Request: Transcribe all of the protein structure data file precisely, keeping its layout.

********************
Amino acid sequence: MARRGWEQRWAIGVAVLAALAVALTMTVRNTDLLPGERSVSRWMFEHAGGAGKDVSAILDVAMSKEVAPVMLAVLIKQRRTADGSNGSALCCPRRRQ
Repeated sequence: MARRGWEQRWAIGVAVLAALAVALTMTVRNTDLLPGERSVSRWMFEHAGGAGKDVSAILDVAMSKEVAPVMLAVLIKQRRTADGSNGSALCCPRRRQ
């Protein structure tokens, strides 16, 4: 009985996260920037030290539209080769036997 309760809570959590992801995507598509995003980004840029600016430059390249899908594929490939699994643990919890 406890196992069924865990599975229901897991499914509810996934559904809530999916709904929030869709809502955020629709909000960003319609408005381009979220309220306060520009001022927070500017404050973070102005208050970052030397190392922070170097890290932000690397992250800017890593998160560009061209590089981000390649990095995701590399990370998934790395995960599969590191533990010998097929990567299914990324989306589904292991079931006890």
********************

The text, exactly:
Amino acid sequence: MARRGWEQRWAIGVAVLAALAVALTMTVRNTDLLPGERSVSRWMFEHAGGAGKDVSAILDVAMSKEVAPVMLAVLIKQRRTADGSNGSALCCPRRRQ
Repeated sequence: MARRGWEQRWAIGVAVLAALAVALTMTVRNTDLLPGERSVSRWMFEHAGGAGKDVSAILDVAMSKEVAPVMLAVLIKQRRTADGSNGSALCCPRRRQ
């Protein structure tokens, strides 16, 4: 009985996260920037030290539209080769036997 309760809570959590992801995507598509995003980004840029600016430059390249899908594929490939699994643990919890 406890196992069924865990599975229901897991499914509810996934559904809530999916709904929030869709809502955020629709909000960003319609408005381009979220309220306060520009001022927070500017404050973070102005208050970052030397190392922070170097890290932000690397992250800017890593998160560009061209590089981000390649990095995701590399990370998934790395995960599969590191533990010998097929990567299914990324989306589904292991079931006890």